Gender Bending Frame

I want a good digital photo frame. Not the stupid Ceiva, which requires you to buy into their crappy service and works through an analog modem (ie, even if I wanted to, I could not use it at work because we have VoIP phone system or something like that).

From reviews at Amazon:

“I knew this frame was cool when my teenage daughter was admiring a picture of herself and it suddenly changed to one of her brother. She let out a scream, and uttered a few unauthorized words.”

Now I know too. I hope she did not wet herself from excitement.

Well, I’ll probably end up making a frame out of an old iOpener or something. I also want a that 3COM net appliance for my bathroom, but that’s a different story.

Stroking the Genius

Right now am pretty much obsessed with books about rise and fall of tech companies.

These are the most memorable books I’ve read this past year:
Hackers: Heroes of the Computer Revolution
Insanely Great: The Life and Times of Macintosh, the Computer That Changed Everything
Dealers of Lightning: Xerox Parc and the Dawn of the Computer Age
Show-Stopper!: The Breakneck Race to Create Windows Nt and the Next Generation at Microsoft
The Difference Between God and Larry Ellison: Inside Oracle Corporation: God Doesn’t Think He’s Larry Ellison
High Stakes, No Prisoners : A Winner’s Tale of Greed and Glory in the Internet Wars
The Soul of a New Machine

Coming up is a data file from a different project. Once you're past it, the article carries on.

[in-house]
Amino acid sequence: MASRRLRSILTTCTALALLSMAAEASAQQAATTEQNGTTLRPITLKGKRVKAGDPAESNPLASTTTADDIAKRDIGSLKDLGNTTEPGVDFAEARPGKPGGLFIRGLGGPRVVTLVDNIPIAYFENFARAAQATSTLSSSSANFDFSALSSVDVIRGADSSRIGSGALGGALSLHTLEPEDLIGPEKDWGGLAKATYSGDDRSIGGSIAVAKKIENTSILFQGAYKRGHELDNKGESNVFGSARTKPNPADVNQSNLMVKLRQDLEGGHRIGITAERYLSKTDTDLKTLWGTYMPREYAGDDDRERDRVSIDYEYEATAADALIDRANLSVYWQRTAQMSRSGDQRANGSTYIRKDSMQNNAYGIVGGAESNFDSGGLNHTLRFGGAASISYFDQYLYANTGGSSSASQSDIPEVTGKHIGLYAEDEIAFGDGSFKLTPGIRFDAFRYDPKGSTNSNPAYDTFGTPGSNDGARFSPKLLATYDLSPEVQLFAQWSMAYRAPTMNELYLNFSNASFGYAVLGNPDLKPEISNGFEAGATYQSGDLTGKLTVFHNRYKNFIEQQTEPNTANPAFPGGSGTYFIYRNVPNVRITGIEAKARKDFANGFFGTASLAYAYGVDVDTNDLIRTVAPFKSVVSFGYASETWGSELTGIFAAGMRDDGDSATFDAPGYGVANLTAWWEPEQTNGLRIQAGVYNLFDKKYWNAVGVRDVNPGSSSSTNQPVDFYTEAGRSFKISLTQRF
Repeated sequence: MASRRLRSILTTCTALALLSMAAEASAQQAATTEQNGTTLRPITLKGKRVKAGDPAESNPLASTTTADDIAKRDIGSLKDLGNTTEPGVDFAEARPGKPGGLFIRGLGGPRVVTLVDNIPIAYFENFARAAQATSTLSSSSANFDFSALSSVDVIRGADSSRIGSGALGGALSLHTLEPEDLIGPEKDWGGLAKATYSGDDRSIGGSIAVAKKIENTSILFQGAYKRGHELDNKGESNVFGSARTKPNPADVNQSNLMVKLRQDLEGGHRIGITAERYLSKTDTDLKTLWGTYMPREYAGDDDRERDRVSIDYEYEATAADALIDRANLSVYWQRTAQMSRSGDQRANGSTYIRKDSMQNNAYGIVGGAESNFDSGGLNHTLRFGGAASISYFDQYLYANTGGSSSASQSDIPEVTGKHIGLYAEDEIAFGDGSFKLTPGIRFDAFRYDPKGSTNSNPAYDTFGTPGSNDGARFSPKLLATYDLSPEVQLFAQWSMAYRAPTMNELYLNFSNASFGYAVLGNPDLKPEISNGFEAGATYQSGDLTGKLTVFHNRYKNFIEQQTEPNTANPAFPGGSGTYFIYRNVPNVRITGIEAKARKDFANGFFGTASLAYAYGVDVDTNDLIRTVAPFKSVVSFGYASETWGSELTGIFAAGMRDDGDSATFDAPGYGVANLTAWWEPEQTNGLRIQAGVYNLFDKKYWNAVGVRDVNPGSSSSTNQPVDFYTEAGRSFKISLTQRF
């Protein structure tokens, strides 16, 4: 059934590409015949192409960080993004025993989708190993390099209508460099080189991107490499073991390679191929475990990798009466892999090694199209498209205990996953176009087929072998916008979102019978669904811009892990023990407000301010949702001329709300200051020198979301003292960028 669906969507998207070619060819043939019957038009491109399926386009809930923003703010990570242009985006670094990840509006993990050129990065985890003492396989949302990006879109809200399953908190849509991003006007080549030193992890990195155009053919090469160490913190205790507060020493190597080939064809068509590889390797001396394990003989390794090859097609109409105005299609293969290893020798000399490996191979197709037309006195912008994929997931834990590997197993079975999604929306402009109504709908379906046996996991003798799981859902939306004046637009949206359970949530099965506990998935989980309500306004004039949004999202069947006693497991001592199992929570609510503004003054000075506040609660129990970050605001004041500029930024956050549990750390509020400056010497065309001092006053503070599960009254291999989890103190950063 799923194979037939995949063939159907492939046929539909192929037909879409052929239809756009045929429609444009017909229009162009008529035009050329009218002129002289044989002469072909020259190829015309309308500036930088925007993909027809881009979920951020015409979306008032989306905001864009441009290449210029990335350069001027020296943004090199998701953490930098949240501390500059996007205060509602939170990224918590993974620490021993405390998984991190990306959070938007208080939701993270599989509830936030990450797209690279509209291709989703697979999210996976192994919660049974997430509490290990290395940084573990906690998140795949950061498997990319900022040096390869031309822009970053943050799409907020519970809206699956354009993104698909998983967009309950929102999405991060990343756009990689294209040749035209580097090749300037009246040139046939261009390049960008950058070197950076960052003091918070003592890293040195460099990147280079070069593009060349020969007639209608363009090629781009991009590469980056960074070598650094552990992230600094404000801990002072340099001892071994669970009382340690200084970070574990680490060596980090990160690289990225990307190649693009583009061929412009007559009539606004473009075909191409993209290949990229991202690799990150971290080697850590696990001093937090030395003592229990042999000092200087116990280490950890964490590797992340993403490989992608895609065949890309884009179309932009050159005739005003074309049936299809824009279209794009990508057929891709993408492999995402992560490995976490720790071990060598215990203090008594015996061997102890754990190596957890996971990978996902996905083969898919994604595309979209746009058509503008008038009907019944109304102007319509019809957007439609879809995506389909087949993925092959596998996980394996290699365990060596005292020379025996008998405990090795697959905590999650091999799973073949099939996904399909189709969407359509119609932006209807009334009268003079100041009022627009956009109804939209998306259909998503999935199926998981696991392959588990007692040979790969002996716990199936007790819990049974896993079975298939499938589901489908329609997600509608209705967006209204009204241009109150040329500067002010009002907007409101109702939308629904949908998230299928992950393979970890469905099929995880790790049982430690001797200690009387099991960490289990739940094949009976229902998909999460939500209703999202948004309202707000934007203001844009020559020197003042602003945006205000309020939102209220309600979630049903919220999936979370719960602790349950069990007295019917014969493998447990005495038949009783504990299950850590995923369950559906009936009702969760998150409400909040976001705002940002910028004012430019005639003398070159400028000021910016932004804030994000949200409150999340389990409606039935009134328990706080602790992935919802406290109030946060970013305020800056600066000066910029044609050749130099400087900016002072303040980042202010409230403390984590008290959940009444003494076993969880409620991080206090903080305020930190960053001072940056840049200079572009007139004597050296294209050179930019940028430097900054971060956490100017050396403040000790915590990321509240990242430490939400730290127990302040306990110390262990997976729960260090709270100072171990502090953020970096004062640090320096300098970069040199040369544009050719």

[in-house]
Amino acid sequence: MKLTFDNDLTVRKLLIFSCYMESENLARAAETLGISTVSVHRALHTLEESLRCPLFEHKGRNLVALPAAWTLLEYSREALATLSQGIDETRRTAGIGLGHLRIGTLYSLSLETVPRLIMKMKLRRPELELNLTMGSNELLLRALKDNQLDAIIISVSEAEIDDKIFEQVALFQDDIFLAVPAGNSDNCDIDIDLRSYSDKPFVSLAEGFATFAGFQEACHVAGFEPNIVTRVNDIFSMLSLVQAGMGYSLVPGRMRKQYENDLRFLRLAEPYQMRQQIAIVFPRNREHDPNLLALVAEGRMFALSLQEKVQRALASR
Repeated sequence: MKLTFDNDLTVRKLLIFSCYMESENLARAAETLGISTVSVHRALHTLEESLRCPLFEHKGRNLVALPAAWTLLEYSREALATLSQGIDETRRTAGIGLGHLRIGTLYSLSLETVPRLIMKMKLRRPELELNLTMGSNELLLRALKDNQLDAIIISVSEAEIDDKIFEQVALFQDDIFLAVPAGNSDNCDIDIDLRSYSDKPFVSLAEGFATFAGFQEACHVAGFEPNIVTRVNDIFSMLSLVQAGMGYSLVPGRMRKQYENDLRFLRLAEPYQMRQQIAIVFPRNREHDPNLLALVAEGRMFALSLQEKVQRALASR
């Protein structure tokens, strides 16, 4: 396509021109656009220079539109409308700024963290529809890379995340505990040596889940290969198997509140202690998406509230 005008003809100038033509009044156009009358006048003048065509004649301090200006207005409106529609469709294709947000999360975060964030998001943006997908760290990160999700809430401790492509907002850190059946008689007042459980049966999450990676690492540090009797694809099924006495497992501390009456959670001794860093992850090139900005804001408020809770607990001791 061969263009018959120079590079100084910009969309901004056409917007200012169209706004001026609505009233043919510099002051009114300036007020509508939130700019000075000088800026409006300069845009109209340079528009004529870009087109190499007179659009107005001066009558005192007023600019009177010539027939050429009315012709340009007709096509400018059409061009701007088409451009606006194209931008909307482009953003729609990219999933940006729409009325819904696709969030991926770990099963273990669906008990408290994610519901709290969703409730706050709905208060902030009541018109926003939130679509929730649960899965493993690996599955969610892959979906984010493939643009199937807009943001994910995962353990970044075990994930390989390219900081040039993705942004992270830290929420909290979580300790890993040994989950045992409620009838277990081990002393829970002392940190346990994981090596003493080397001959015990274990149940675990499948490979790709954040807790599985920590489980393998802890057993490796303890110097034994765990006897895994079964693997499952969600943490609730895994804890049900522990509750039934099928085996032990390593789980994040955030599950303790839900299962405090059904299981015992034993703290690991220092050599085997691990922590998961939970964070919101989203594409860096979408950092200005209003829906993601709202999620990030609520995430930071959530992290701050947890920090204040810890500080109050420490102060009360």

The Supermen: The Story of Seymour Cray and the Technical Wizards Behind the Supercomputer

Awesome, awesome stuff. I should find time to write some reviews.

I purchased all of these books used (except “Soul of a New Machine” which I just _had_ to have at the time). Some were cheap, others surprisingly expensive. For instance my copy of “Hackers” set me back $30 or $40 because it was out of print at the time. A new edition came out very soon thereafter. Interestingly enough the same thing happened with “Alan Turing: The Enigma“. “The Supermen” was the most expensive at $50. I am still hunting for acceptably priced “The Legend of Amdahl“.

I just finished reading “Defying Gravity: The Making of Newton“. It was very good.

Right now I am reading “Skunk Works: A Personal Memoir of My Years at Lockheed“, which is orgasmically [spellchecker suggested “orgasmic ally” heh heh] good.

I really want to buy one of those highlighter scanners made by C-Pen so that I can keep notes for my livejournal as I read.

C-Pen’s slogan is “Stroke of Genius”. Beavis and Butthead would have a field day with them :)

The Mystery of Obidos